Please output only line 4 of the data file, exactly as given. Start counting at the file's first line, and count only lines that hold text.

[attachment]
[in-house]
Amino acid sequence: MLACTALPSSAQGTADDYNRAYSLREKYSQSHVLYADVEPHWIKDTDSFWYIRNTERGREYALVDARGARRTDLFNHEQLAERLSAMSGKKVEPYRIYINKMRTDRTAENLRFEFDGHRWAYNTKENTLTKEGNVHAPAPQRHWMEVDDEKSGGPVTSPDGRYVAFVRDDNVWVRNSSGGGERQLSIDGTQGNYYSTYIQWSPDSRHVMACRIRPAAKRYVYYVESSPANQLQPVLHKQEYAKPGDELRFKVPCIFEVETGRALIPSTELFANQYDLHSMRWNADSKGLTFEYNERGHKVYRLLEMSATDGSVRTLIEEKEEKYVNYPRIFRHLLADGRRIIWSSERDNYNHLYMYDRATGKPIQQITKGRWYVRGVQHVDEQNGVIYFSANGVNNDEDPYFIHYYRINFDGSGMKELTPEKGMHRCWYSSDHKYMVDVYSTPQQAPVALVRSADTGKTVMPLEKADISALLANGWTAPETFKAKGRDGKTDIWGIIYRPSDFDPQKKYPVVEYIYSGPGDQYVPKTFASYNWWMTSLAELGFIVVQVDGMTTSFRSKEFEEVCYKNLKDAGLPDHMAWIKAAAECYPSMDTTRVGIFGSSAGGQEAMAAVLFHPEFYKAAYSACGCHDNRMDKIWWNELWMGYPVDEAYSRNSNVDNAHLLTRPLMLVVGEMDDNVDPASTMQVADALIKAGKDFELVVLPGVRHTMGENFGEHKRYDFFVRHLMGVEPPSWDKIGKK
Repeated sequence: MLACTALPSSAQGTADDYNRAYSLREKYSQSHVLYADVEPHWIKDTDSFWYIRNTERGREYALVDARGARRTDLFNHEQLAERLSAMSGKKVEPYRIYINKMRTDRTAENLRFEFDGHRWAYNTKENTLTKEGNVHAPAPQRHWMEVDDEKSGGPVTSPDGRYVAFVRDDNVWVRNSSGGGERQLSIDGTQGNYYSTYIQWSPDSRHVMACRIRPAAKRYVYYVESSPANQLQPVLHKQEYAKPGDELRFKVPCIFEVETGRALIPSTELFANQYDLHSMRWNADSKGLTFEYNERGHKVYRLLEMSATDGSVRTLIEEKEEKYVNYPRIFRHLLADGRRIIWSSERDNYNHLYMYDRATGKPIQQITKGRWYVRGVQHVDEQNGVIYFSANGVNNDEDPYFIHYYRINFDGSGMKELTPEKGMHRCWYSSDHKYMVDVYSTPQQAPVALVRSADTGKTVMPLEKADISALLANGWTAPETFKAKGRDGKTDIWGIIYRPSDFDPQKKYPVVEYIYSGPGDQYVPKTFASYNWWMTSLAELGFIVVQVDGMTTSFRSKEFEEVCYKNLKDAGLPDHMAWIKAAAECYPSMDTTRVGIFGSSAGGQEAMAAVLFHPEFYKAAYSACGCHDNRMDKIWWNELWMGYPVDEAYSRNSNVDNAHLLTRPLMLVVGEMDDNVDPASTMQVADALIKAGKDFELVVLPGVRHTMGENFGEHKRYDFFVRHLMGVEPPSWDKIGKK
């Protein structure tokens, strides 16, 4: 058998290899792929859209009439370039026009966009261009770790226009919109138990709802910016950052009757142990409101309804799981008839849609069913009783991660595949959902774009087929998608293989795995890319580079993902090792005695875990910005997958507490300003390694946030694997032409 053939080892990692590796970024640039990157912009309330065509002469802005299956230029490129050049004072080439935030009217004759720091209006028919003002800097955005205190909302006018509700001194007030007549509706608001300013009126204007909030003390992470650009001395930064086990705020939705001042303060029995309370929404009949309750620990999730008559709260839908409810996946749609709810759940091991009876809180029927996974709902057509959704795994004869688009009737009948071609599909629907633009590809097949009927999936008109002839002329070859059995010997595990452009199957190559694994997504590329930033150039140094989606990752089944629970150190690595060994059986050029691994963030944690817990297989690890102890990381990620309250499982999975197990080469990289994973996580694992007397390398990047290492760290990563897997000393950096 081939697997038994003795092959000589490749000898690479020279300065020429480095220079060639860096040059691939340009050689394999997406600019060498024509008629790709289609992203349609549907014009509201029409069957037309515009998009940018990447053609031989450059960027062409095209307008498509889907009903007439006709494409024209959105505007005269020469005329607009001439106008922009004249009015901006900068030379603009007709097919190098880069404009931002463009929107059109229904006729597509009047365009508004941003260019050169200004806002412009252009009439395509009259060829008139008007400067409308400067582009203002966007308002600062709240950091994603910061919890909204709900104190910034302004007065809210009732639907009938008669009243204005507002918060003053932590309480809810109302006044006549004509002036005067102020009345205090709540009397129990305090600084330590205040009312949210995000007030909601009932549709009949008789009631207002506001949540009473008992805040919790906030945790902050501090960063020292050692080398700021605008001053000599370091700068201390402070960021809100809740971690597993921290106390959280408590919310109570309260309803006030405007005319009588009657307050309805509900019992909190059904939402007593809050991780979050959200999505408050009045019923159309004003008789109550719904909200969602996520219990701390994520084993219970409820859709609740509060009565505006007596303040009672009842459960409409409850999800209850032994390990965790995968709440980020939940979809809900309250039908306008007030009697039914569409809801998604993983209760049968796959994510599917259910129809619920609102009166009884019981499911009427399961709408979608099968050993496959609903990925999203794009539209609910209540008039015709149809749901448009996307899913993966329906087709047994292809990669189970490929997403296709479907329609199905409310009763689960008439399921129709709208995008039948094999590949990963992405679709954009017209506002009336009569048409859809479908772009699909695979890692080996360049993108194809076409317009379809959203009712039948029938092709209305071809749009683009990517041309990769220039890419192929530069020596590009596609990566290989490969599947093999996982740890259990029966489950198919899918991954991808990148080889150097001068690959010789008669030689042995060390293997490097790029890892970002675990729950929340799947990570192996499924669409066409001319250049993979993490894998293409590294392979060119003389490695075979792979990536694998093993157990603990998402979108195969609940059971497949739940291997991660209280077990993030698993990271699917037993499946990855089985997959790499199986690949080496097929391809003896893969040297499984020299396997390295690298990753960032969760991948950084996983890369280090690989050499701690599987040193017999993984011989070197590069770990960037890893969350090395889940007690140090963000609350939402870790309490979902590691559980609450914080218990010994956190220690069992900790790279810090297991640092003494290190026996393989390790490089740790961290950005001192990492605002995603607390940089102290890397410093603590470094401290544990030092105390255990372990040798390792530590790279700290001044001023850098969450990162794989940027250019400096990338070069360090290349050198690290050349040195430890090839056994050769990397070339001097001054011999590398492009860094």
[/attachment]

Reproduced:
């Protein structure tokens, strides 16, 4: 058998290899792929859209009439370039026009966009261009770790226009919109138990709802910016950052009757142990409101309804799981008839849609069913009783991660595949959902774009087929998608293989795995890319580079993902090792005695875990910005997958507490300003390694946030694997032409 053939080892990692590796970024640039990157912009309330065509002469802005299956230029490129050049004072080439935030009217004759720091209006028919003002800097955005205190909302006018509700001194007030007549509706608001300013009126204007909030003390992470650009001395930064086990705020939705001042303060029995309370929404009949309750620990999730008559709260839908409810996946749609709810759940091991009876809180029927996974709902057509959704795994004869688009009737009948071609599909629907633009590809097949009927999936008109002839002329070859059995010997595990452009199957190559694994997504590329930033150039140094989606990752089944629970150190690595060994059986050029691994963030944690817990297989690890102890990381990620309250499982999975197990080469990289994973996580694992007397390398990047290492760290990563897997000393950096 081939697997038994003795092959000589490749000898690479020279300065020429480095220079060639860096040059691939340009050689394999997406600019060498024509008629790709289609992203349609549907014009509201029409069957037309515009998009940018990447053609031989450059960027062409095209307008498509889907009903007439006709494409024209959105505007005269020469005329607009001439106008922009004249009015901006900068030379603009007709097919190098880069404009931002463009929107059109229904006729597509009047365009508004941003260019050169200004806002412009252009009439395509009259060829008139008007400067409308400067582009203002966007308002600062709240950091994603910061919890909204709900104190910034302004007065809210009732639907009938008669009243204005507002918060003053932590309480809810109302006044006549004509002036005067102020009345205090709540009397129990305090600084330590205040009312949210995000007030909601009932549709009949008789009631207002506001949540009473008992805040919790906030945790902050501090960063020292050692080398700021605008001053000599370091700068201390402070960021809100809740971690597993921290106390959280408590919310109570309260309803006030405007005319009588009657307050309805509900019992909190059904939402007593809050991780979050959200999505408050009045019923159309004003008789109550719904909200969602996520219990701390994520084993219970409820859709609740509060009565505006007596303040009672009842459960409409409850999800209850032994390990965790995968709440980020939940979809809900309250039908306008007030009697039914569409809801998604993983209760049968796959994510599917259910129809619920609102009166009884019981499911009427399961709408979608099968050993496959609903990925999203794009539209609910209540008039015709149809749901448009996307899913993966329906087709047994292809990669189970490929997403296709479907329609199905409310009763689960008439399921129709709208995008039948094999590949990963992405679709954009017209506002009336009569048409859809479908772009699909695979890692080996360049993108194809076409317009379809959203009712039948029938092709209305071809749009683009990517041309990769220039890419192929530069020596590009596609990566290989490969599947093999996982740890259990029966489950198919899918991954991808990148080889150097001068690959010789008669030689042995060390293997490097790029890892970002675990729950929340799947990570192996499924669409066409001319250049993979993490894998293409590294392979060119003389490695075979792979990536694998093993157990603990998402979108195969609940059971497949739940291997991660209280077990993030698993990271699917037993499946990855089985997959790499199986690949080496097929391809003896893969040297499984020299396997390295690298990753960032969760991948950084996983890369280090690989050499701690599987040193017999993984011989070197590069770990960037890893969350090395889940007690140090963000609350939402870790309490979902590691559980609450914080218990010994956190220690069992900790790279810090297991640092003494290190026996393989390790490089740790961290950005001192990492605002995603607390940089102290890397410093603590470094401290544990030092105390255990372990040798390792530590790279700290001044001023850098969450990162794989940027250019400096990338070069360090290349050198690290050349040195430890090839056994050769990397070339001097001054011999590398492009860094």